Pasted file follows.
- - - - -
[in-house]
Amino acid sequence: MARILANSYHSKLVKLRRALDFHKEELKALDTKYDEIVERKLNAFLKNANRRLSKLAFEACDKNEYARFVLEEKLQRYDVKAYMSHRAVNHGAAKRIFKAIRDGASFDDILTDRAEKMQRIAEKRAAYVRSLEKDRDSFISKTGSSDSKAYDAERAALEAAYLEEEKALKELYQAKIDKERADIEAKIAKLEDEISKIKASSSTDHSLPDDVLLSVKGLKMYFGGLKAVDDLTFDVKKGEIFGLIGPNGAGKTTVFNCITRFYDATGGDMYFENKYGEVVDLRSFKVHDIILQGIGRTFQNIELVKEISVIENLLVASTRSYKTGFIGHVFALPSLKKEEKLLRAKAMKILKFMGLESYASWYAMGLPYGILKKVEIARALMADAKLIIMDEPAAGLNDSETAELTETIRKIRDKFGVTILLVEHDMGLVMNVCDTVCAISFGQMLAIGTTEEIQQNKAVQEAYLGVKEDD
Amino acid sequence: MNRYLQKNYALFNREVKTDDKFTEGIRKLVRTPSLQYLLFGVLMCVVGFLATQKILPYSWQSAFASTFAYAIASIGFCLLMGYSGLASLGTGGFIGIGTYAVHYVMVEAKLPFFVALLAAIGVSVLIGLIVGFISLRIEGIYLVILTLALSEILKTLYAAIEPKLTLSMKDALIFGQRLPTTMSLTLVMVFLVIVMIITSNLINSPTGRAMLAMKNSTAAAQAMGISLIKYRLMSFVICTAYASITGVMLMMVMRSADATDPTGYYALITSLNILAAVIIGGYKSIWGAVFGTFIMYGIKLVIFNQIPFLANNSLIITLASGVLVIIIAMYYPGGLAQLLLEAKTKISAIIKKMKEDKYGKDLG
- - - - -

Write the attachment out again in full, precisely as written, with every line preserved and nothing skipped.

[in-house]
Amino acid sequence: MARILANSYHSKLVKLRRALDFHKEELKALDTKYDEIVERKLNAFLKNANRRLSKLAFEACDKNEYARFVLEEKLQRYDVKAYMSHRAVNHGAAKRIFKAIRDGASFDDILTDRAEKMQRIAEKRAAYVRSLEKDRDSFISKTGSSDSKAYDAERAALEAAYLEEEKALKELYQAKIDKERADIEAKIAKLEDEISKIKASSSTDHSLPDDVLLSVKGLKMYFGGLKAVDDLTFDVKKGEIFGLIGPNGAGKTTVFNCITRFYDATGGDMYFENKYGEVVDLRSFKVHDIILQGIGRTFQNIELVKEISVIENLLVASTRSYKTGFIGHVFALPSLKKEEKLLRAKAMKILKFMGLESYASWYAMGLPYGILKKVEIARALMADAKLIIMDEPAAGLNDSETAELTETIRKIRDKFGVTILLVEHDMGLVMNVCDTVCAISFGQMLAIGTTEEIQQNKAVQEAYLGVKEDD
Amino acid sequence: MNRYLQKNYALFNREVKTDDKFTEGIRKLVRTPSLQYLLFGVLMCVVGFLATQKILPYSWQSAFASTFAYAIASIGFCLLMGYSGLASLGTGGFIGIGTYAVHYVMVEAKLPFFVALLAAIGVSVLIGLIVGFISLRIEGIYLVILTLALSEILKTLYAAIEPKLTLSMKDALIFGQRLPTTMSLTLVMVFLVIVMIITSNLINSPTGRAMLAMKNSTAAAQAMGISLIKYRLMSFVICTAYASITGVMLMMVMRSADATDPTGYYALITSLNILAAVIIGGYKSIWGAVFGTFIMYGIKLVIFNQIPFLANNSLIITLASGVLVIIIAMYYPGGLAQLLLEAKTKISAIIKKMKEDKYGKDLG